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Book Report: Hunger Games Series

It seems I never wrote about the rest of the Hunger Games books—the first book of the series was the second-to-last of my regular Book Reports (when I was blogging every single book I read) and while I listed Mockingjay in the Ten or Eleven Books Your Humble Blogger Enjoyed Reading for the First Time in 2011, I didn’t actually go back and write the Book Reports I promised.

Anyway, I am re-reading the series—I think this is my second time through Catching Fire and Mockingjay, tho’ I did re-read The Hunger Games by itself at some point. Anyway, I am still finding them exciting, well-paced and powerful. And I am still totally and completely knocked out by the guts Suzanne Collins showed in making the horrible trauma Katniss experiences in the first book have actual, permanent effects in the last two books. Really, the great accomplishment of this series—the reason it’s a great series and not just a good read—is that when Katniss gets fucked-up, she doesn’t recover immediately just because she wins. In fact, she doesn’t recover at all—she learns eventually to live with her PTSD, to control it with treatment and habits and so forth, but the damage done is damage done.

Most YA books don’t do that. I’m OK with that. It’s not easy to read. It’s much easier to read the bit where Our Hero escapes the terror and kills the villain, and then embraces his family (or his True Love) and everything is all better. That’s not what happens in real life, but then in real life princesses aren’t kidnaped by dragons anyway. I don’t demand verisimilitude. And a second or third book that consisted entirely of Our Hero adjusting, slowly, to life with PTSD would be terrible. It’s Ms. Collins’ses’s achievement is in making an exciting, well-paced and powerful story that also depicts Our Hero as fucked-up by the fucked-up stuff that fucks her up.

And in with that, what has really impressed me this time is what she does with Haymitch… y’all know the basic idea of the books, right? The evil dictator forces the regions of horrible postapocalyptic dystopia to give two tributes each year, a total of twenty-four teens or tweens who are forced into an arena to fight until only one survives. Well, and the Victor of a year has special status and wealth and blah blah blah, and also acts as a mentor for the tributes from his or her district each year. The only Victor around from Katniss’ District Twelve is Haymitch, who is a drunk and a loser and a moron and a jerk, only we keep discovering hidden—what? Depths? Not really depths, I suppose. Hidden facets? Can you hide facets? Anyway, the really amazing thing is that as I am reading the three books, I keep being surprised by the fact that Haymitch is a killer.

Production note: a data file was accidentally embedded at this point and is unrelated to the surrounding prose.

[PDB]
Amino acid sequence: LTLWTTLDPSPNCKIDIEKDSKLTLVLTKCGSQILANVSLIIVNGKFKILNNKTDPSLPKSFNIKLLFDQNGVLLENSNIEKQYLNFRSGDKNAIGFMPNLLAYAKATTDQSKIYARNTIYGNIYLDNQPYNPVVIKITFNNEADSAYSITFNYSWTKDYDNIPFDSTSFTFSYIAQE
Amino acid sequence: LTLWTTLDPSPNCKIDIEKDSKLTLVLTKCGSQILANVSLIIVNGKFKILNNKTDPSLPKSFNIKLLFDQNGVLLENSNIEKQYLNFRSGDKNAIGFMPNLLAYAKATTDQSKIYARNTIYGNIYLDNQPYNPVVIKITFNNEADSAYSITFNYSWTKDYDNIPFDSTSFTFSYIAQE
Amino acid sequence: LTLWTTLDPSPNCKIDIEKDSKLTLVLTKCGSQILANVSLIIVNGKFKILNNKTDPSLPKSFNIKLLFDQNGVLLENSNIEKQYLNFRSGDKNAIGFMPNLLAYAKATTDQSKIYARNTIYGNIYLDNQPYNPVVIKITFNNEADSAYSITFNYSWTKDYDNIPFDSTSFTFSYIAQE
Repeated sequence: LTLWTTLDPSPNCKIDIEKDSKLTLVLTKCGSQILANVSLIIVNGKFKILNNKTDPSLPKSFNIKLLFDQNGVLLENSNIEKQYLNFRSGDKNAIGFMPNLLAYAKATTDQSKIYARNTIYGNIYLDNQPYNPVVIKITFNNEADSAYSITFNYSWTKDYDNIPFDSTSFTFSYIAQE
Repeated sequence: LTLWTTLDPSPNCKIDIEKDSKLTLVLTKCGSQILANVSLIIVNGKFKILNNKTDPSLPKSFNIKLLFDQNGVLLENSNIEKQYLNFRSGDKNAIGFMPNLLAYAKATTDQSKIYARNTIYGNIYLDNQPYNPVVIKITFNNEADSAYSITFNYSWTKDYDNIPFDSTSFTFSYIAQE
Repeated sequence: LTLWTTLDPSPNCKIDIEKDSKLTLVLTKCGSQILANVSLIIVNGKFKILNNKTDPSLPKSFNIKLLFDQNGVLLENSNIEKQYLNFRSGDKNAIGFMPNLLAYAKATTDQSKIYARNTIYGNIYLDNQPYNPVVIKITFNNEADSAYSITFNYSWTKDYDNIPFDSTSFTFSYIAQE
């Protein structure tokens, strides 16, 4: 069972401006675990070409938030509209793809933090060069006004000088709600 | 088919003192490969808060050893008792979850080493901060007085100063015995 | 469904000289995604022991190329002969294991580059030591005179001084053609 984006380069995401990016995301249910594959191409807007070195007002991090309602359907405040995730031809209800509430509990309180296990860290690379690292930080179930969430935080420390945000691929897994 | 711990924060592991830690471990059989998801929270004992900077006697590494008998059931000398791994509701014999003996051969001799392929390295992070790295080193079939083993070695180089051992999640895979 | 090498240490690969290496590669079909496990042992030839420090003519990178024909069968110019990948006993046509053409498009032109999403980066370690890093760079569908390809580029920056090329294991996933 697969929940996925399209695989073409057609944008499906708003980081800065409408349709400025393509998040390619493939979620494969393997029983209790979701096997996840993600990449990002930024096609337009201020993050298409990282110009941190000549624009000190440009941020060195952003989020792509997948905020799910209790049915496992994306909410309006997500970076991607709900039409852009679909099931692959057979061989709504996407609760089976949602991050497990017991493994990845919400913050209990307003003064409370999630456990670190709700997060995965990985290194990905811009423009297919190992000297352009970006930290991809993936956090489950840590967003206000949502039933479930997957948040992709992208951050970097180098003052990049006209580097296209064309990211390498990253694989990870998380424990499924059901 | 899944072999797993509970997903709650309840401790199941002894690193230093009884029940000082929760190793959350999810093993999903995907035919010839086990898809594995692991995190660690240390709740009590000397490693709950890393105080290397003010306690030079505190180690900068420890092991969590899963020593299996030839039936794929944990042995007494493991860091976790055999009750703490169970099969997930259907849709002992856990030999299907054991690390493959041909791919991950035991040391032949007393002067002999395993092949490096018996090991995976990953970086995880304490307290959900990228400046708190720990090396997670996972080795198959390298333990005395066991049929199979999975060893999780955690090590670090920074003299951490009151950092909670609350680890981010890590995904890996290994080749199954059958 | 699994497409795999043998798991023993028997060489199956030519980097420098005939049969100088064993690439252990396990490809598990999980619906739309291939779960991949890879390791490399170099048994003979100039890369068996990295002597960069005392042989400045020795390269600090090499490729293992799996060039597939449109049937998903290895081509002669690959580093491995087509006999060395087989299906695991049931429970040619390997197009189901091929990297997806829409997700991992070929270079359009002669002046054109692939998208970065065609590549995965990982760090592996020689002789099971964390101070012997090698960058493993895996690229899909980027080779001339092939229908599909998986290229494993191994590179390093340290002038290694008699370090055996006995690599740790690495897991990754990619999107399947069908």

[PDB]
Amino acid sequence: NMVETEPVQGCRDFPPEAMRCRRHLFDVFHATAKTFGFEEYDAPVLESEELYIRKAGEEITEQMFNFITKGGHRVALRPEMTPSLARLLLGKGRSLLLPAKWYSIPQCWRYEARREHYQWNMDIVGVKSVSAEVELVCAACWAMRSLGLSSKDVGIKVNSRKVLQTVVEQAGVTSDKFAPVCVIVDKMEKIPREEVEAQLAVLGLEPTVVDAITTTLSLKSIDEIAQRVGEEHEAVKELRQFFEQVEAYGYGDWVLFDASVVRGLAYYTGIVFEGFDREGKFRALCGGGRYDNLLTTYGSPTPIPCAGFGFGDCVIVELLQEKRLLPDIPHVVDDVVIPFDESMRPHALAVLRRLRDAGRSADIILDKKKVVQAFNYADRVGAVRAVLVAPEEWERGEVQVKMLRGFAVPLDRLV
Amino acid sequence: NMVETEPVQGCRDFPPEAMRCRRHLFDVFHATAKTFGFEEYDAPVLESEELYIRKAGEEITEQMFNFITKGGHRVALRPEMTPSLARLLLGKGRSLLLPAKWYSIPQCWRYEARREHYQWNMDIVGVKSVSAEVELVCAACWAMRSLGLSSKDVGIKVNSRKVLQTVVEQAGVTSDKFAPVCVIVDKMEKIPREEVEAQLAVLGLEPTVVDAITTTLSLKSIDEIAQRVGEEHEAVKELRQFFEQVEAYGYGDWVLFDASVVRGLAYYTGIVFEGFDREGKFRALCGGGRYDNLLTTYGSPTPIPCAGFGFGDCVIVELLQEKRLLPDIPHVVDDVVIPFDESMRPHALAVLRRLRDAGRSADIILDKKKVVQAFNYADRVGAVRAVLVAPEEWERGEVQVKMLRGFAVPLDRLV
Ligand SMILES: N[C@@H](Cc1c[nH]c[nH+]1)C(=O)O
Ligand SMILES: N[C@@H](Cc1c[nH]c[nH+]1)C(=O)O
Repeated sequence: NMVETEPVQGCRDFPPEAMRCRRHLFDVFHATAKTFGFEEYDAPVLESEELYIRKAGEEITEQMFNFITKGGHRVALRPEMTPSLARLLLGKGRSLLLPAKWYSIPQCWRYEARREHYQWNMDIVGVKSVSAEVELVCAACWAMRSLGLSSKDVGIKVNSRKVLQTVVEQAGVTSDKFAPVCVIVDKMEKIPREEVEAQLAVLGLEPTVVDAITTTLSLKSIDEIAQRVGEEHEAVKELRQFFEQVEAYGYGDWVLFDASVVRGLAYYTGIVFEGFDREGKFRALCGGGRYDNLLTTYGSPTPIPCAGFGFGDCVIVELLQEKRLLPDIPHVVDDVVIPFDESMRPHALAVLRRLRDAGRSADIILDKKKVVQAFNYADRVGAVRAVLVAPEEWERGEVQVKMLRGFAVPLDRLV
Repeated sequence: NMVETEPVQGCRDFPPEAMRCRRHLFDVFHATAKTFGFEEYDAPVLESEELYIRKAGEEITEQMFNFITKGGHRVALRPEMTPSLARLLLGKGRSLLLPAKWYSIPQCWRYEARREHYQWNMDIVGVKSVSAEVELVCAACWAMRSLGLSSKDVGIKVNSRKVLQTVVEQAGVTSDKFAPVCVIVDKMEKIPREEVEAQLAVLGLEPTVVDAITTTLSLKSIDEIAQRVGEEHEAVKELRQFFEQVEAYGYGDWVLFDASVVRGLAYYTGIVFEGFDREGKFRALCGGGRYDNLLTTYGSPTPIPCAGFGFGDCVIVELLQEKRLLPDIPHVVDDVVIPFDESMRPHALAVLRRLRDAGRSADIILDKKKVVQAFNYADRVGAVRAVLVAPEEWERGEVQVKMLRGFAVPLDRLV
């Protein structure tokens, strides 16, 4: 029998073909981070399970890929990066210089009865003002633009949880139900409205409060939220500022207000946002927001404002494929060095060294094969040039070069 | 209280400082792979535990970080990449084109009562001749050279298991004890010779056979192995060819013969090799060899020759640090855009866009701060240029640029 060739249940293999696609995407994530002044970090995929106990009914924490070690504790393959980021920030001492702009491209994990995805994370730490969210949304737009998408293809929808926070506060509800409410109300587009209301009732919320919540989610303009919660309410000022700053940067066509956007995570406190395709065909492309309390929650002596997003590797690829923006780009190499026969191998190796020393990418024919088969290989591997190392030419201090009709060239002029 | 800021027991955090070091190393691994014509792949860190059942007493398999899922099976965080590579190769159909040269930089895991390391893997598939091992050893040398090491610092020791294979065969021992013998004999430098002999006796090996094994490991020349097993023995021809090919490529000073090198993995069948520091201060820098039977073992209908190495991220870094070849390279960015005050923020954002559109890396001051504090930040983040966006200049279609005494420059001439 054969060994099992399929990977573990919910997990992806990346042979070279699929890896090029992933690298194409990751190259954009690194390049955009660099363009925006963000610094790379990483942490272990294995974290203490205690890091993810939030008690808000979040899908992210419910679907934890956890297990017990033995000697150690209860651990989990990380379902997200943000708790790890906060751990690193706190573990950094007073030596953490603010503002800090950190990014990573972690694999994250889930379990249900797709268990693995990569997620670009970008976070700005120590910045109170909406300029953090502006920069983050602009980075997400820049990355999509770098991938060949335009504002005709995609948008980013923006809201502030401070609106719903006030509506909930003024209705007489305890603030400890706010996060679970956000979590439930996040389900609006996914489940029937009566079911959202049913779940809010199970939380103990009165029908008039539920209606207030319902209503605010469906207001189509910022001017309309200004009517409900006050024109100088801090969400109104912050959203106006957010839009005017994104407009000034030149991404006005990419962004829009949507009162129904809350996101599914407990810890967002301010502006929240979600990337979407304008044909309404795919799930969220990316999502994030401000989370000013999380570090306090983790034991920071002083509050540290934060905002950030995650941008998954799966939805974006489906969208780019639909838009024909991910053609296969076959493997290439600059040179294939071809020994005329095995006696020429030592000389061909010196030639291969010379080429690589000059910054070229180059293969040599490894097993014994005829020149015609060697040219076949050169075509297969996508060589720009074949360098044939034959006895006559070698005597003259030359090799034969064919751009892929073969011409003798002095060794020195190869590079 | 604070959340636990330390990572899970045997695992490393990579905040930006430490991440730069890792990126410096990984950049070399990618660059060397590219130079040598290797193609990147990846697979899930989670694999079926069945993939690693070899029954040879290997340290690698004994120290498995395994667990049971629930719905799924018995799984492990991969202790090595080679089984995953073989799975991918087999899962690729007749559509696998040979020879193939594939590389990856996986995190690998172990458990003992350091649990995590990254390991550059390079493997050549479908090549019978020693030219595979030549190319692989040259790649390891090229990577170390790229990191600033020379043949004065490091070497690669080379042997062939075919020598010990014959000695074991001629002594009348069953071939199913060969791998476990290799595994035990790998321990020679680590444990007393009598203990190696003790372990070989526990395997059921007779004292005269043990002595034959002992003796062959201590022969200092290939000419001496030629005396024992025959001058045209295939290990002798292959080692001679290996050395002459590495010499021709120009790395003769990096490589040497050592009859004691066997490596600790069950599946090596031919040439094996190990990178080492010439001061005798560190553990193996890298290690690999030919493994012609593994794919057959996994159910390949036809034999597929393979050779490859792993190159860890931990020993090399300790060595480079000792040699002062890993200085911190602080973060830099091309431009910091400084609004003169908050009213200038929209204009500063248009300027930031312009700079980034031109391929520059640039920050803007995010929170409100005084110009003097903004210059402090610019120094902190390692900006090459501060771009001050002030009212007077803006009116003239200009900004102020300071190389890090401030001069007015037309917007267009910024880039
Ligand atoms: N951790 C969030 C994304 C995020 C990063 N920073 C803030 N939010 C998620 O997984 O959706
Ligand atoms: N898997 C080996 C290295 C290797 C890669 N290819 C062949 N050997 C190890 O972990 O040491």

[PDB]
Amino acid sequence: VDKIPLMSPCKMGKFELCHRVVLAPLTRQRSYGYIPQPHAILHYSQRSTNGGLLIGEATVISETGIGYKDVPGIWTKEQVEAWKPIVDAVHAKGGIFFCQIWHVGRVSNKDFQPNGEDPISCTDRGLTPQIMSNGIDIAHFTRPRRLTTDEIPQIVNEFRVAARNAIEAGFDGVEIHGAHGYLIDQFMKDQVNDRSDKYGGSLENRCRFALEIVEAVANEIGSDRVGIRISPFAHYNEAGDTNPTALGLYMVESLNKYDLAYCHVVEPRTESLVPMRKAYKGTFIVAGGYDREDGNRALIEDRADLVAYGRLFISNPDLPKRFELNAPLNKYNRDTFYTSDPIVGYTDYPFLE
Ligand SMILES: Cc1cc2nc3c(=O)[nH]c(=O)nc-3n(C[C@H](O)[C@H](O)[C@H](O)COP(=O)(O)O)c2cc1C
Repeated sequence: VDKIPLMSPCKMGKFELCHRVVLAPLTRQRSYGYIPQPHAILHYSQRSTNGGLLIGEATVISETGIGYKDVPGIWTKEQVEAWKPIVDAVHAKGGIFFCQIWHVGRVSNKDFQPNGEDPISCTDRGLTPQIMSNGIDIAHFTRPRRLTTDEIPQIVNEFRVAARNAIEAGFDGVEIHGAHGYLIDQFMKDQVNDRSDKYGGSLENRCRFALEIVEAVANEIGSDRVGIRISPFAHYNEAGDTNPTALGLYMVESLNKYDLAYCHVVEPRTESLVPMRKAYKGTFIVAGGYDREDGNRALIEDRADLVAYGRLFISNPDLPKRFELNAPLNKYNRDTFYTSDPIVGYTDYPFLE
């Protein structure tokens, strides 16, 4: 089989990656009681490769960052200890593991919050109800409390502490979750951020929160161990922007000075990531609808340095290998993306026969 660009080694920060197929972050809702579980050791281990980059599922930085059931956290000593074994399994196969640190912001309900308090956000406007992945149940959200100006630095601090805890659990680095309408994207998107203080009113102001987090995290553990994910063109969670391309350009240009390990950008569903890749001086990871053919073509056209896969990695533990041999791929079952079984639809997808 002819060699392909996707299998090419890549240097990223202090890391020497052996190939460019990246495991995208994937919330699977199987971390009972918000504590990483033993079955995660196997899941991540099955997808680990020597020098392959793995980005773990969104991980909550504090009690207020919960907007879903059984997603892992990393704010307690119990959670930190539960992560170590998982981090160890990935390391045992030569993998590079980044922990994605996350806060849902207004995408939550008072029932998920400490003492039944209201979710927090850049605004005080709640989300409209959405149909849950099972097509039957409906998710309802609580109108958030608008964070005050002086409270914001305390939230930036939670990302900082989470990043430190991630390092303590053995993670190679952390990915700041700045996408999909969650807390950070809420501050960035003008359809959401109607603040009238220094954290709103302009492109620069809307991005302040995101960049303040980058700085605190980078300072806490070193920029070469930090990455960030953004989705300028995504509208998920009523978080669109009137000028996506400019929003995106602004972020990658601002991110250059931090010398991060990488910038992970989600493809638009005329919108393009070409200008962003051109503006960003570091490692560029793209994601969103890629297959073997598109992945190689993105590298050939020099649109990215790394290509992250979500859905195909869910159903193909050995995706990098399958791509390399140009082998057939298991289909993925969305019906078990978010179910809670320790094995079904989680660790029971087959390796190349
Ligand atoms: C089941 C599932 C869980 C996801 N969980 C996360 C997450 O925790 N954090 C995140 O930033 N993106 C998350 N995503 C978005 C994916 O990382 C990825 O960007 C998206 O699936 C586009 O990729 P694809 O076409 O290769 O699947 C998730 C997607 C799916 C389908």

Really? Surprised? What’s the one thing we know about Haymitch from the start? That he is a Victor, which means that he survived a Hunger Games. While it’s theoretically possible that a person could survive without being a killer, practically speaking? No. He’s a killer. Not to mention that he was trained as a killer before he entered the arena, and that—and think about this—he has been training tweens and teens for the arena every year since then. More than twenty years of training kids to kill each other, and by the way all of those kids died. This guys is a fucking psycho, right?

And yet, for me at any rate, it’s so terribly easy to think of him as an irascible but lovable old soak. Until something happens that reminds me that he is both manipulative and ruthless, unmerciful and pretty much totally lacking in empathy. And I’m surprised by it. We discover—over and over—that he has lied to Katniss (and by extension to us) and lied to everyone else, rigged whatever he could possibly rig to his favor and everybody else’s disaster, planned people’s deaths individually and in mobs without compunction. Well, without evident compunction. We don’t see things from his point of view, but from Katniss’ses’ point of view, and she really needs to be able to trust him. And then trust him again. And then trust him again.

And so we do, too—or at least I do. I forget, chapter to chapter, that he’s a killer. And that’s astonishing to me.

Tolerabimus quod tolerare debemus,
-Vardibidian.

Comments

I agree with you about Haymitch, although I don't think I'd thought about it much until now, but you're right. I wouldn't necessarily even always go with lovable, but definitely more like an ineffectual schlub stuck in a dead-end job than like, well, all the things you said.

I'm not sure I agree about Katniss; I felt like I spent a lot of time in the third book saying "seriously, is this book actually going to be two hundred and fifty pages of Katniss walking around like a zombie? because that's sort of realistic, but not at all fun or interesting". I should re-read the series, but I recall disliking the third book a lot, at least most of it, and finding it a huge slog to get through.


I agree with pretty much this whole entry. I also wanted to note that I kinda see Katniss as already having (at the start of the series) a kind of flattened affect and a certain inability to care about or empathize with people other than her little sister, and I find that really interesting. In particular, I feel like she's pretty self-aware that she doesn't really care about either of the boys, even though maybe she wishes she could, or feels like she ought to, or thinks maybe if they weren't in this horrific situation she might. (In the book, not the movie.)


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